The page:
Are Sobriety Checkpoints Legal in Texas?

taking breathalyzer

When you are driving, the last thing you expect to see is a line of cars ahead. As you get closer, you can see officers speaking to each driver who passes by. When it’s your turn to talk to the officers, you realize this is a DWI checkpoint. If the officer suspects that you’ve been drinking and driving, they will have you exit the vehicle to conduct further testing before placing you under arrest. If you’re questioning the legality of these stops, you’re not the only one. Keep reading to discover if sobriety checkpoints are legal and why you need Houston DWI defense attorneys to help you through these challenging matters.

What Are Sobriety Checkpoints?

A sobriety checkpoint, also known as a DWI checkpoint, is a traffic stop conducted by law enforcement officers. Usually, they will set up on the road, and drivers who pass by must stop and talk with the police officers. While talking, the officer will look for signs of intoxication, like slurred speech, the smell of alcohol, or bloodshot eyes. If the officer suspects intoxication, they will ask you to exit the vehicle. Once you do, they will ask you to take a breathalyzer or field sobriety test.

It’s important to understand that if you are not under arrest, you do not have to take one of these tests. However, if placed under arrest, you must comply with these orders after you’ve been arrested.

Are They Legal?

It’s important to understand that, in Texas, sobriety checkpoints are not legal. This is because they were ruled unconstitutional in 1991. As such, the only place that can legally set up a DWI checkpoint is Padre Island because that is a national park, which makes it federal land.

To circumvent this ruling, Texas institutes “no-refusal” weekends. Essentially, this means if you refuse to take a breathalyzer or blood test to determine your BAC, the police will need to obtain a warrant. This would usually take a considerable amount of time, but on these weekends, the process is expedited. On no-refusal weekends, a judge is waiting to sign warrants for these tests so officers can conduct them quickly.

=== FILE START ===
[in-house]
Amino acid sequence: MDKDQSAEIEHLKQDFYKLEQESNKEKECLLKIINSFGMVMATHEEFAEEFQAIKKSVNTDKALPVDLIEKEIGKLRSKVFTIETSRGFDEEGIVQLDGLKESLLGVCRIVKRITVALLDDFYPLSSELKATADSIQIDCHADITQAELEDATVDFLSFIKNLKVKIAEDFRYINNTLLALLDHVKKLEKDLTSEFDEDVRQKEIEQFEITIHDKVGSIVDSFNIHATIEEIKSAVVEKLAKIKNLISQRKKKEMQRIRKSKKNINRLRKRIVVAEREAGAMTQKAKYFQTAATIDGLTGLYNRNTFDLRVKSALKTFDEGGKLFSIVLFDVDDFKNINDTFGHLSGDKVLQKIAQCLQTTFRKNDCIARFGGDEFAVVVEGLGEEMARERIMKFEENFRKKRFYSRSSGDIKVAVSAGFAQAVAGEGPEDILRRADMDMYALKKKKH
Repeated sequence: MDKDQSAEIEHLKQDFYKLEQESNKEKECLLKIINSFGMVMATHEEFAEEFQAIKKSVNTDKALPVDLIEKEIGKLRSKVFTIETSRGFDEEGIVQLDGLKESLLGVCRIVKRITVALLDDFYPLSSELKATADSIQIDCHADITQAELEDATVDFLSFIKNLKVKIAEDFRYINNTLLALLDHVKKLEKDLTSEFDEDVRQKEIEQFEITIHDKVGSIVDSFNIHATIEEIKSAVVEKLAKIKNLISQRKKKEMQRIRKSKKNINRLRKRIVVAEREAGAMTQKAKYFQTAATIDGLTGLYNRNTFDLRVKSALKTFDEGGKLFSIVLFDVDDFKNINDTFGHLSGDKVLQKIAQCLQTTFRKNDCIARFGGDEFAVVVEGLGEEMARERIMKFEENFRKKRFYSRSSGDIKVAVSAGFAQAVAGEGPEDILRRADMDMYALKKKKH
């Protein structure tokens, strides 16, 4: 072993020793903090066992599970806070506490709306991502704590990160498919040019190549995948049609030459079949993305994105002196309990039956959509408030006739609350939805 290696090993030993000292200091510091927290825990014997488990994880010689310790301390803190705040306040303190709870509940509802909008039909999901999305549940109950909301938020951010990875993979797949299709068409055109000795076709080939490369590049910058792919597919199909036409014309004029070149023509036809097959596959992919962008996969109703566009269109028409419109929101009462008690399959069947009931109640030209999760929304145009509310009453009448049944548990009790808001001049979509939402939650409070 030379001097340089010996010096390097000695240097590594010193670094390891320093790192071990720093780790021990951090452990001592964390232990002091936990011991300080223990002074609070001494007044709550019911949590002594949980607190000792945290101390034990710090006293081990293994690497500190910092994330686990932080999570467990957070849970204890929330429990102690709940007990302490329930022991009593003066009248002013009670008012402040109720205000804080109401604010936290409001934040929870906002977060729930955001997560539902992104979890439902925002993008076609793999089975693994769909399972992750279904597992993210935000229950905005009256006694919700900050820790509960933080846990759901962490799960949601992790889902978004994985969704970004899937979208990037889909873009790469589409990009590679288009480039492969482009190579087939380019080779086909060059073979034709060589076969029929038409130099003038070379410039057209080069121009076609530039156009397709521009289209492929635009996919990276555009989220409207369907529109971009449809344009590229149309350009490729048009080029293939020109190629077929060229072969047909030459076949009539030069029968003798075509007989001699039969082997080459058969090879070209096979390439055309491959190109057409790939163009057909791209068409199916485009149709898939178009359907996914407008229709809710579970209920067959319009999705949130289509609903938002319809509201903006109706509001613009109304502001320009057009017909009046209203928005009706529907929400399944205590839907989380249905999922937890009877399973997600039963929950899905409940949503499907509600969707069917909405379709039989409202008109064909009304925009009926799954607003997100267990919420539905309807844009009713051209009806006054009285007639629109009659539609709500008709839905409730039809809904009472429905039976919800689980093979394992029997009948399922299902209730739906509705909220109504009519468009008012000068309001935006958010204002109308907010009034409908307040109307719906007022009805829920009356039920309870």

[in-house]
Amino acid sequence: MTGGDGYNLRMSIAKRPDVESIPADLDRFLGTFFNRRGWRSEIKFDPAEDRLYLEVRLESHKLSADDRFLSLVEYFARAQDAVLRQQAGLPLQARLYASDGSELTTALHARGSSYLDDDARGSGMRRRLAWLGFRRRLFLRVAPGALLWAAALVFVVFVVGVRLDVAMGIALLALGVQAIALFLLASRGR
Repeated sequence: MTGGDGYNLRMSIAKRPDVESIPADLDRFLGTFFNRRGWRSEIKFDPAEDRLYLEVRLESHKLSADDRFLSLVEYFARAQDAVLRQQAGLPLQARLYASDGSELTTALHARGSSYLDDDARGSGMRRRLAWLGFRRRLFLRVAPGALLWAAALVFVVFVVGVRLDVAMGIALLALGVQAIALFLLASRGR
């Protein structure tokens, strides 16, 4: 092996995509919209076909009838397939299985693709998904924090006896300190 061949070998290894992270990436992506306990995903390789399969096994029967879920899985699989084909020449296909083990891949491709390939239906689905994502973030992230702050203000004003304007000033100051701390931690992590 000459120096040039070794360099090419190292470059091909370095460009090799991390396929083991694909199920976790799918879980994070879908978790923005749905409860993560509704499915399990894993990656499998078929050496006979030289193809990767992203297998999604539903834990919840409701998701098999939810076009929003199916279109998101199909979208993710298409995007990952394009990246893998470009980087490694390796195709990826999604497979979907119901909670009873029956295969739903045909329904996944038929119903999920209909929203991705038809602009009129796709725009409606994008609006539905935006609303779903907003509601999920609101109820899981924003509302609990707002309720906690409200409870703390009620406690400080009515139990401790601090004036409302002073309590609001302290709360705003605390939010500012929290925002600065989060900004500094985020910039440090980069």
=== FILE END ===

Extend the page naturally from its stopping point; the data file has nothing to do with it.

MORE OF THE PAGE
Refuse to take the test after the warrant is issued can lead to criminal charges.

What Should I Do if I’m Facing DWI Charges in Texas?

In the event you are arrested for driving while intoxicated in Texas, understanding how you should proceed in these circumstances is critical. You should not try to resist arrest or plead your innocence to the officers. You have the right to remain silent in the event you are arrested, and you should invoke this. Though you may want to try to convince the officers not to arrest you, you may end up saying something that accidentally incriminates you further. Instead, ask for your lawyer and inform the officers you are invoking your right to remain silent.

At the Gonzalez Law Group, we understand how scary it can be to face criminal charges. As such, we will do everything we can to represent you and fight to achieve the best possible outcome during these challenging times. Reach out to our competent legal team today to learn how we can guide you through this process.